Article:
- More information: It is also represented on October 15 when a date is celebrated in honor of the same Añu Tarpuy dance.
The Blacks of Chivay
This dance is famous for dancing in the Chivay district, capital of the Arequipa province of Caylloma. Its history dates back to the mid-19th century when slavery disintegrated in Peru. So the ‘blacks’ of Chivay carried out agricultural, livestock, fishing and even bread production to survive in freedom.
The dance draws attention to its picturesque clothing. The men wear cone-shaped monteros that they wear on their heads. Also black shoes, pumps and colored handkerchiefs at the elbow. The women have white hats with ribbons, flowery blouses, white and flowery skirts. Movements are slow and measured.
- Where to see it ? In the town of Chivay, especially at the Festival in honor of the Virgin of the Immaculate Conception (December 8).
- More information: The baskets on the head that the men wear in the dance refers to the containers that the ‘blacks’ carried on their heads during agricultural work.
The Arequipeño carnival
As in all the important cities of Peru, Arequipa also celebrates its carnivals in its own way and with its own dance. It is represented in carnivals, throughout February and the first days of March. It stands out for its music with the rhythm of huayno. It is festive. It is danced throughout the Arequipa region.
The Arequipa carnival stands out for the colorful clothing of its dancers. The men wear pants and a white shirt with a handkerchief of the same color. The women wear dresses of different colors, such as red, green, and yellow. Both men and women wear hats adorned with multicolored balloons.
- Where to see it ? In the carnivals of the Arequipa region, mainly on Sundays in February.
- More information : In Arequipa there are carnivals typical of each region or town such as Cotahuasi, Pampamarca, Kilcata and more.
The Dance of the Chaco
This dance represents the capture of vicuñas, the so-called ‘chaco’, in the Pampa de Cañahuas, currently the Pampa Cañahuas National Reserve. The ‘chacco’ of vicuñas are celebrated in different regions of the Peruvian and even Bolivian Andes. Dance was used as a ritual to obtain more of this precious material.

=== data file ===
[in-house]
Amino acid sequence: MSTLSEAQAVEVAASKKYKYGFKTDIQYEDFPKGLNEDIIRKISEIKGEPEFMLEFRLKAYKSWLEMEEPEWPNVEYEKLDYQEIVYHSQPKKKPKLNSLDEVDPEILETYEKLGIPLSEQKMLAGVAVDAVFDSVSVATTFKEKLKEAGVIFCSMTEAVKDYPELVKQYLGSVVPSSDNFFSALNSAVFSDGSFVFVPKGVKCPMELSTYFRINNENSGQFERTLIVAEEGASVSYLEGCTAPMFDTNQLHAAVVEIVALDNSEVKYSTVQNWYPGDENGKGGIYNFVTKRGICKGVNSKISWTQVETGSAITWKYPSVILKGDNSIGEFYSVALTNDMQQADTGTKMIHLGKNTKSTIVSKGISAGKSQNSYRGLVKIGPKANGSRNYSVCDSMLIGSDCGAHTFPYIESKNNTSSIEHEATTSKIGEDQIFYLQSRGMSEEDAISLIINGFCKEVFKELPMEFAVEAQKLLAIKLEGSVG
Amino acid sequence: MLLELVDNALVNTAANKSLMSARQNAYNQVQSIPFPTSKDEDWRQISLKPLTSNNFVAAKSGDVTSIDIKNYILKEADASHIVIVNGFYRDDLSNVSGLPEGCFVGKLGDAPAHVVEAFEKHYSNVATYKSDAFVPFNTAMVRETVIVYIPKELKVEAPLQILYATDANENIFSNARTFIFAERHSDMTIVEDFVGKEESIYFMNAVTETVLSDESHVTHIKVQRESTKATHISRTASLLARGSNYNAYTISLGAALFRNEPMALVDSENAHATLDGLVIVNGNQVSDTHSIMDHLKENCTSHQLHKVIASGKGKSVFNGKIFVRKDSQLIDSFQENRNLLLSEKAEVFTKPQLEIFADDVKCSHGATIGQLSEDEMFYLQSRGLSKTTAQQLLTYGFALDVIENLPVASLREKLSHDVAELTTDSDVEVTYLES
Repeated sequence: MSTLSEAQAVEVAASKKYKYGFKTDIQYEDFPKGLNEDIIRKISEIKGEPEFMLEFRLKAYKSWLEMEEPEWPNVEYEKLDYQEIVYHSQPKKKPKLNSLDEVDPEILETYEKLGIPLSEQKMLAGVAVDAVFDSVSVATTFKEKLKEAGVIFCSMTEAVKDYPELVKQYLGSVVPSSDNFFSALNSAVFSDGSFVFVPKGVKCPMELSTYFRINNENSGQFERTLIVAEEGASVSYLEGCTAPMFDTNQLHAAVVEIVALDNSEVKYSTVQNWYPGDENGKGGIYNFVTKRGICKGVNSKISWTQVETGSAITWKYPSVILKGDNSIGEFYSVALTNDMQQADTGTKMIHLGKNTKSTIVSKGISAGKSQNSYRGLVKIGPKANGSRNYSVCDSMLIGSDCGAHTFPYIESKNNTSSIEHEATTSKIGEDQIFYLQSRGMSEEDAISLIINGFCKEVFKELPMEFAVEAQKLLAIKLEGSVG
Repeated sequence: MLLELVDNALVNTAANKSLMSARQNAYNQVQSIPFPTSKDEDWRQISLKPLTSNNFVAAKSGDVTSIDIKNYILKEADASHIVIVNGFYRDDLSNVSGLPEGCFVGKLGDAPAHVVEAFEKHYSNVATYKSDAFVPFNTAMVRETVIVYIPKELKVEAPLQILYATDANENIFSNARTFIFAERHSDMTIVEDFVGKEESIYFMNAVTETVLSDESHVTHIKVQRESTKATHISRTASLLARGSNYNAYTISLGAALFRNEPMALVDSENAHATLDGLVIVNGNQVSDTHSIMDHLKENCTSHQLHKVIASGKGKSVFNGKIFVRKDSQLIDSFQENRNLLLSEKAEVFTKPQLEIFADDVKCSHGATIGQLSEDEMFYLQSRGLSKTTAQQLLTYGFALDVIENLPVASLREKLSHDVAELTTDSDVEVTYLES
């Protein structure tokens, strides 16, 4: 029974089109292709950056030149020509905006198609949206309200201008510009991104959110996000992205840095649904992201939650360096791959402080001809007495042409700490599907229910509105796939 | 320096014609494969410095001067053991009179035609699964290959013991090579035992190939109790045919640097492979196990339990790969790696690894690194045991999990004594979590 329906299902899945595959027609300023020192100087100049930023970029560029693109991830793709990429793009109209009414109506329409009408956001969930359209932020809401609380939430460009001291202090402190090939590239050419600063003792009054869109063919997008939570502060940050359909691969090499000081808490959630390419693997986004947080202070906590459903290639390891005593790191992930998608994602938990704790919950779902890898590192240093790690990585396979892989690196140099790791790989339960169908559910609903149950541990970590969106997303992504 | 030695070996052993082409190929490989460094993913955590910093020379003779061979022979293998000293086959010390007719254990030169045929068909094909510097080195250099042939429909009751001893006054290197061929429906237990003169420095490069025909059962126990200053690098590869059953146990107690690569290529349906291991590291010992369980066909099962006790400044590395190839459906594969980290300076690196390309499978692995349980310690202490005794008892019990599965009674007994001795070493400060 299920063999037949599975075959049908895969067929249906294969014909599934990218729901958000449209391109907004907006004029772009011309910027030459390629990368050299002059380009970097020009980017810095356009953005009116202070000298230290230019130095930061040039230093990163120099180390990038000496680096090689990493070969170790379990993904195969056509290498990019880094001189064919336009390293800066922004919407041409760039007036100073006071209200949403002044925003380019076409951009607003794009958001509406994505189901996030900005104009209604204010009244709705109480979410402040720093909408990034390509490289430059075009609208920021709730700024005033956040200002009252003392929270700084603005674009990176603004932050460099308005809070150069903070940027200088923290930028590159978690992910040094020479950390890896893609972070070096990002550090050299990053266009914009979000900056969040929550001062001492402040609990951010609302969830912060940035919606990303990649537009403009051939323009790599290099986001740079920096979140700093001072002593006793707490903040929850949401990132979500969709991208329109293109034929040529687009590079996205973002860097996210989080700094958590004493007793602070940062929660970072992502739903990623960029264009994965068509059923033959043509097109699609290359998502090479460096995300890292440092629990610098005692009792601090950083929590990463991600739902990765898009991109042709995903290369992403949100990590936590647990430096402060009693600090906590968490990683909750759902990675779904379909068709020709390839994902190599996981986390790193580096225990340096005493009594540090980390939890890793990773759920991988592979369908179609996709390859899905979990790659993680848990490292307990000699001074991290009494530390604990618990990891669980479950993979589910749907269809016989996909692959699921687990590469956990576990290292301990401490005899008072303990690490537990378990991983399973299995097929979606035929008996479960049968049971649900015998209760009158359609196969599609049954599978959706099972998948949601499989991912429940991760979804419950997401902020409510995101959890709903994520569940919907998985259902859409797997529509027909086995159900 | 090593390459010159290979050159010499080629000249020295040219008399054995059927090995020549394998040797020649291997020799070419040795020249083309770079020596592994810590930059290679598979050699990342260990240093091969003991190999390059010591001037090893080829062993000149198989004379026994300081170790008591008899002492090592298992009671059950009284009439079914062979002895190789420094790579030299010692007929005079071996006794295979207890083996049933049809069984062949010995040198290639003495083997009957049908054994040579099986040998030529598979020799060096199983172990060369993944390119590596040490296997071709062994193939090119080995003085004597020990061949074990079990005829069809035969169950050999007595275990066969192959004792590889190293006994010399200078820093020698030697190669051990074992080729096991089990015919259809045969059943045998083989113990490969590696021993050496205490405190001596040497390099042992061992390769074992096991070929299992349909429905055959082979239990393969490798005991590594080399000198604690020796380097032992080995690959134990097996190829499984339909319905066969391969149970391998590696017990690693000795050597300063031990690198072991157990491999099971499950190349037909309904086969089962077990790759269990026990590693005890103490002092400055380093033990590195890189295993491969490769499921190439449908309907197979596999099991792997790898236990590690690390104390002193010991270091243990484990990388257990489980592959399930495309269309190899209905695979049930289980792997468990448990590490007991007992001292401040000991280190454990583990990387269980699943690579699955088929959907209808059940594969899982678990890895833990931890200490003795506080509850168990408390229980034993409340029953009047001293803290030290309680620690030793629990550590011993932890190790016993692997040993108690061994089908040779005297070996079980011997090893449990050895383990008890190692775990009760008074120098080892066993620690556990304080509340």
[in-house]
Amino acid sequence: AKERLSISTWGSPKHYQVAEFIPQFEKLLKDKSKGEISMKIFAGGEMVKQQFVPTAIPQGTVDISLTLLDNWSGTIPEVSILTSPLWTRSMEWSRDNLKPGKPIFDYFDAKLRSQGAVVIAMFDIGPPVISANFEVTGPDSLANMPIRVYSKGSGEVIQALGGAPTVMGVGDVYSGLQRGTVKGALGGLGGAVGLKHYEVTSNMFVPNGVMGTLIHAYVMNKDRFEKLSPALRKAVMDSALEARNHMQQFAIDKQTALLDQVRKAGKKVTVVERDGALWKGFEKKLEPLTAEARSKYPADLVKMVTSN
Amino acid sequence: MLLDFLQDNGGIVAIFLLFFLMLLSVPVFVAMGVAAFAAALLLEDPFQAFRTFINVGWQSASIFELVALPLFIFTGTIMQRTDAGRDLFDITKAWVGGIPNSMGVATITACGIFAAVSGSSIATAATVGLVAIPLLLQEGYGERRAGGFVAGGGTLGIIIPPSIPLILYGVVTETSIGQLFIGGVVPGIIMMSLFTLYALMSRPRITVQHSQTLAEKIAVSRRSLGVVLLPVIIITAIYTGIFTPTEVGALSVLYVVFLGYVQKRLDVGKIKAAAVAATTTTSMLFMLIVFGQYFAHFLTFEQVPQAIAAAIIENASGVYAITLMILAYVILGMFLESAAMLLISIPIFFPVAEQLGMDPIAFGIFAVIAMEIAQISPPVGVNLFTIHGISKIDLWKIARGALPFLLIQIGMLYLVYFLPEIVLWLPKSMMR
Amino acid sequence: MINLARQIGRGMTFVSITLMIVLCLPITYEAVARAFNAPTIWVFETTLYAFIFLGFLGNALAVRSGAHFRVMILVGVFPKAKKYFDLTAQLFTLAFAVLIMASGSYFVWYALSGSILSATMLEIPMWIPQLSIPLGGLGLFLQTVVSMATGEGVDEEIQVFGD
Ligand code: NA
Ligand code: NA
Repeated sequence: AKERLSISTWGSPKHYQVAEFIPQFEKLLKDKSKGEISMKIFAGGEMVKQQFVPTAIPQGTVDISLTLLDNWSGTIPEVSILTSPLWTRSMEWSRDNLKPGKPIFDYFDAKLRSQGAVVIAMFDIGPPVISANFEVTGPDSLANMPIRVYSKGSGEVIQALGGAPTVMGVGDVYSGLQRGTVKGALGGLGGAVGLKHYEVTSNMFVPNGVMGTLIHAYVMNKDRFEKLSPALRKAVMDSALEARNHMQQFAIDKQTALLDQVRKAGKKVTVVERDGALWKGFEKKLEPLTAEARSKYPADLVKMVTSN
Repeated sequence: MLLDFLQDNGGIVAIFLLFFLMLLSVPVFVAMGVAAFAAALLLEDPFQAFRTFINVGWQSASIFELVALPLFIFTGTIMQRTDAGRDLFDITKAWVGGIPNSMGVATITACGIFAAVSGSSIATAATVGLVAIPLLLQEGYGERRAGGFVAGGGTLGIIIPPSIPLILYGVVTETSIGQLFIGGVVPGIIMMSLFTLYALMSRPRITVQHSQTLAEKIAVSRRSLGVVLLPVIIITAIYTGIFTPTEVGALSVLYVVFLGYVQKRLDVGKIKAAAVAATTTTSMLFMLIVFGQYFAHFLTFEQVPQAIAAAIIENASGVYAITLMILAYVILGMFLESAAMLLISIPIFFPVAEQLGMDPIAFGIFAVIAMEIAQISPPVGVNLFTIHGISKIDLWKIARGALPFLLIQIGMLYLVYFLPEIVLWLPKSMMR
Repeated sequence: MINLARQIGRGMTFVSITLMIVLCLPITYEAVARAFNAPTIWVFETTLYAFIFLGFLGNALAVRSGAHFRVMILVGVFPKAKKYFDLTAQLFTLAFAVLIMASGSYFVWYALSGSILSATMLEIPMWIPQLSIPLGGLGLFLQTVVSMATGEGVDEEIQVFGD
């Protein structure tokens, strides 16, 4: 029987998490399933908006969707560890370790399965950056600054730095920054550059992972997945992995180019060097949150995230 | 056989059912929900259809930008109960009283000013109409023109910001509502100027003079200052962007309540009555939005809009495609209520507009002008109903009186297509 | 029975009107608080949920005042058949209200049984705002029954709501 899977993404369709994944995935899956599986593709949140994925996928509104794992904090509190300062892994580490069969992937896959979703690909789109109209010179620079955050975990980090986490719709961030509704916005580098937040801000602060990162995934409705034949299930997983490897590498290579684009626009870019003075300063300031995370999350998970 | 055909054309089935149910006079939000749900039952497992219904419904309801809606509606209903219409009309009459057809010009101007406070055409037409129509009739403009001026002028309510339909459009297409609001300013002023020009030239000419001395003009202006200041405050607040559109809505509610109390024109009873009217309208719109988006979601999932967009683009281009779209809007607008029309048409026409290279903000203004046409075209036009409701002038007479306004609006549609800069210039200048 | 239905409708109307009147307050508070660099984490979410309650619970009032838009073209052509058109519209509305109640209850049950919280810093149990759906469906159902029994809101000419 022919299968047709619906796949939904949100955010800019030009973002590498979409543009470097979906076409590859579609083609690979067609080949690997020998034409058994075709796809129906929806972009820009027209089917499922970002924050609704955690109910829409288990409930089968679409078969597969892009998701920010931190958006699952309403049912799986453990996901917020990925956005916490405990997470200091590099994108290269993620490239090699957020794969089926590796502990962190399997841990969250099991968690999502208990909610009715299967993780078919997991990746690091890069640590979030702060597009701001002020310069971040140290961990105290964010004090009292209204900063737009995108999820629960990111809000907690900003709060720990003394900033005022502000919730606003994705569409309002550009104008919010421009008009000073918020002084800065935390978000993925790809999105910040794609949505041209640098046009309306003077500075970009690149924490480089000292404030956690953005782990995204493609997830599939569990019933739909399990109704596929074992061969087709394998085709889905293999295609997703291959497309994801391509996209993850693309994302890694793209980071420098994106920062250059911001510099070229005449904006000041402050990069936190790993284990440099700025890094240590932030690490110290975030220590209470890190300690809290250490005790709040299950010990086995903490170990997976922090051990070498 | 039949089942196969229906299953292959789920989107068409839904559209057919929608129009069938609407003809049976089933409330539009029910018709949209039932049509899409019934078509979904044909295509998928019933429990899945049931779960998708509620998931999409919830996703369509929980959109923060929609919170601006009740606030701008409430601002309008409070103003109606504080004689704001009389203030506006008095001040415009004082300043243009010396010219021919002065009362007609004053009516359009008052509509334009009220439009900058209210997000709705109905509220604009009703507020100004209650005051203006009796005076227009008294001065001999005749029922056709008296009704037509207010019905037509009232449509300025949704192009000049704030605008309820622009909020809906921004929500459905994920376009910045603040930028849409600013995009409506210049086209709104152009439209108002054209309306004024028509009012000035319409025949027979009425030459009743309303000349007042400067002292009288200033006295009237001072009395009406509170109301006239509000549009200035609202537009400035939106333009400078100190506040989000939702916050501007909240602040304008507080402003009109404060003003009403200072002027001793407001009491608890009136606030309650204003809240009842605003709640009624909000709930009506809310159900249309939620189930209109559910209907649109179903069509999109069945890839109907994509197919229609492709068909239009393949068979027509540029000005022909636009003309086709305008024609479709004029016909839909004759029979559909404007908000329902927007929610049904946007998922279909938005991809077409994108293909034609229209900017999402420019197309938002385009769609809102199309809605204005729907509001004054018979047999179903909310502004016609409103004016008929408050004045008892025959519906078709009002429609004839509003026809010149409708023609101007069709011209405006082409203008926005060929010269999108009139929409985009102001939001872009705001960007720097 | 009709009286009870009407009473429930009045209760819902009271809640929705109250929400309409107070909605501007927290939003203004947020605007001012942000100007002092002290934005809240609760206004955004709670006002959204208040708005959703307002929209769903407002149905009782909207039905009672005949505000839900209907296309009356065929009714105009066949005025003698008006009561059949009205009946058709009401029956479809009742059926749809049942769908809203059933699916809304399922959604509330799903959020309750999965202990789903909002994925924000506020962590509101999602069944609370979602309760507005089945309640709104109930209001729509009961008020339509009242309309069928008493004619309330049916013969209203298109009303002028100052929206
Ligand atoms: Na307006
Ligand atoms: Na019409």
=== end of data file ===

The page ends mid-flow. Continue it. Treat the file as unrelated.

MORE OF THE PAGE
The dancers present a typical dress. Men with shorts, flip flops, shirt, vest and hat. The women with skirts, llicllas as well as a hat and flip-flops. The steps are festive and joyful. It is characterized by the circles and the representation of vicuñas. Today the hunting of this camelid is prohibited.
- Where to see it? In the traditional festivals of Arequipa such as the Feast of the Immaculate Conception (December 8).
- More information: In other regions of Peru where vicuñas abound, there are also ‘dances of the Chaco’. The dance of the district of San Pedro de Cajas (in the province of Tarma, Junín region) stands out.
The “Pisado de habas”
As its name indicates, this typical dance is a representation of the peeling and stomping of beans, after the harvest of this agricultural product. Like many Arequipa dances, it is native to the province of Caylloma. The peeling of beans with the feet is no longer used but it was recorded forever with this dance.
This dance presents typical costumes of the Andean region. The men wear flip-flops, short pants for farm work, a shirt, a black vest, and a hat. The women wear skirts, multicolored vests, hats and the famous lliclla. The dance demonstrates slow and harmonious steps. In the center, of course, the broad beans.
- Where to see it? In the province of Caylloma, especially in traditional festivals such as the festival in honor of the Immaculate Conception (December 8).
- More information: The peeling and stomping of broad beans dates back to the colonial and republican times (19th century). Today it is not used anymore.
By Machupicchu Terra – Last updated, February 27, 2023